By Larry Fyffe
As previously noted, singer/songwiter Bob Dylan mixes the religious, albeit amusing, outlook of the TS Eliot-based musical ‘Cats’ with Bertolt Brecht and Kurt Weill’s Marxist-oriented musical ‘The Three Penny Opera’. According to Eliot, though life on Earth be dark, the light of Heaven awaits all souls who pray for God to take pity on them. According to Brecht/Weill, everyone under the capitalist system is forced to worship the Golden Calf, for better or for worse.
The Opera makes the point that the consciousness of individuals is determined by the class system imposed upon them by profit-centred economics; everything becomes a commodity. In the musical play, Polly’s father, a clever entrpreneur, makes money off of ‘pity’, while the mass of the people who are in dire straits admire hoodlums as heroes.
As in the song below:
John Wesley Harding Was a friend unto the poor He travelled with a gun in every hand All along the countryside He opened many a door But he was never known To hurt an honest man (Bob Dylan: John Wesley Harding)
Polly’s father is a ruthless Bible-thumping businessman who organizes beggars, and charges them a fee for doing so. Polly falls for and marries the charming, but murderous thief, a bigamist to boot, named Macheath; she looks up to him beause he is not cowardly; even after she discovers that Miss Lucy Brown (the daughter of the ‘on-the-take’ policeman who’s in league with Macheath) is also married to him.
The two women spat, but it’s Lucy who helps Macheath escape from jail; he’s then turned-in for money by prostitute Jenny Diver, another one of Macheath’s girlfriends. With minds held in the vice of its psychology, these individuals have little hope of escaping the negative consequences of the capitalist-imposed ideology of self-interest above all else.
So Brecht/Weill, with a wink and a nudge, give their initially dark story a happy ending:
Now, Jenny Diver, yeah, Sukey Tawdry Oooh, Miss Lotte Lenya, and ole Lucy Brown Oh, the line forms on the right, babe Now that Macky's back in town (Bobby Darin: Mack The Knife)
The motif of who is really the legitimate wife of Macky is picked up in the following song:
It was known all around that Lily had Jim's ring .... (Rosemary) was tired of the attention, tired of playing the role of Big Jim's wife (Bob Dylan: Lily, Rosemary, And The Jack Of Hearts)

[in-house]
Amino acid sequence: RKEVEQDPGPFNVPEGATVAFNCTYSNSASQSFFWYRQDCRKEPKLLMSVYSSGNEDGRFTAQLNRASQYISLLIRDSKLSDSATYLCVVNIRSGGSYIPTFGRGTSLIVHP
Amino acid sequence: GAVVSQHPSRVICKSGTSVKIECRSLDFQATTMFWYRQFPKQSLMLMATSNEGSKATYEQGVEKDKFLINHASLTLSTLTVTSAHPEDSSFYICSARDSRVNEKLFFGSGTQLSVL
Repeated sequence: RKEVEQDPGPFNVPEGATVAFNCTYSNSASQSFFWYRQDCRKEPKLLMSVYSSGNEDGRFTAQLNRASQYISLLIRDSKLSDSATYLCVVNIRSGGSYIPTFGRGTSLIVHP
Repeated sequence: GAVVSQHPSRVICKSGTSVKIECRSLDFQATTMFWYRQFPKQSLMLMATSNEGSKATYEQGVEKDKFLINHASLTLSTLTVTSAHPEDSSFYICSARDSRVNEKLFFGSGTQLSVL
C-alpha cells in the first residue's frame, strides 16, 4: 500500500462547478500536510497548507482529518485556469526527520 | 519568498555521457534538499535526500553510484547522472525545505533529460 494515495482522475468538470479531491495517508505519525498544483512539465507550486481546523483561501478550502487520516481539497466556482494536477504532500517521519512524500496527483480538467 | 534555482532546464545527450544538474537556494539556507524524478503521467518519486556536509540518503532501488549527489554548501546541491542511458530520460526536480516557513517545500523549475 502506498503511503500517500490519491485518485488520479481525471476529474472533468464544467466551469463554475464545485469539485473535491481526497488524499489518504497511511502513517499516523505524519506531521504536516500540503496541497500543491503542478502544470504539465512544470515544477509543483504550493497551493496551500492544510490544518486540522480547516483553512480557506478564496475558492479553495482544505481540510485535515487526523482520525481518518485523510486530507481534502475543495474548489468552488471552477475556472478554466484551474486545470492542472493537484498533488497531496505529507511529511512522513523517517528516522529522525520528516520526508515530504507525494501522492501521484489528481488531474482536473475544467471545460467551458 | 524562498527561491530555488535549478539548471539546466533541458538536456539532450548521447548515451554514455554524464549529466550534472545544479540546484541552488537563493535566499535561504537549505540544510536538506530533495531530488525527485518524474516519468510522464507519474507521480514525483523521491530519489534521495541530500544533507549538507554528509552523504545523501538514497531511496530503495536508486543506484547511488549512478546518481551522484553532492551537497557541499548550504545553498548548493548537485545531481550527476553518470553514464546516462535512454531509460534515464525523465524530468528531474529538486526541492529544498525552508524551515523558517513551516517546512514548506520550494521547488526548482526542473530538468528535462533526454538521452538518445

In the song, the Jack Of Hearts is a charming, clever thief like Macheath, perhaps even dangerous like him too; Big Jim takes the place of Polly’s father as a symbol of materialistic greed:
Big Jim was no one's fool, he owned the town's only diamond mine (Lily, Rosemary, And The Jack Of Hearts)
Lucy Brown helps Macheath escape from jail in the hope that she might finally have him all to herself. On the other hand, Rosemary takes the blame for stabbing Big Jim in the hope that Lily and the Jack Of Hearts might get together. After the fashion of some of Charles Dickens’ characters, Rosemary sacrifices herself for the good of others.
Jenny Diver dreams of paying in blood, but it’s not going to be hers:
Your fine philosophy, good sirs, you may proclaim But till you feed us, right and wrong can wait! Or is it only those who have money Can enter in the land of milk and honey? (Brecht/Weill: The Threepenny Opera, Act ll, sc. iii)
Bob Dylan pays his respects to the musical play, stamping the tribute with what I call the “Dylanesque rhyme twist”~ ‘money’/’honey’; ~’honey’/’money’:
It's undeniable what they'd have you think It's indescribable, it can drive you to drink They said it was the land of milk and honey Now they say it's the land of money (Bob Dylan: Unbelievable)
The medieval poet (and thief) Francois Villon cheekily proclaims to those in authority, “For if you take pity on wretches like us, the sooner will God have mercy on you”; Polly, referencing Macheath:
And as he was not rich And he was not nice And even his Sunday collar was black as a crow And he didn't know how he should treat a real lady I couldn't tell him "no" (Brecht/Weill: The Threepenny Opera, Act I, sc. iii)
Thus speaks Zimmerman, the neoRomantic Modernist singer/songwriter:
Right now, I don't read too good, don't send me No letters - no Not unless you mail them from Desolation Row (Bob Dylan: Desolation Row)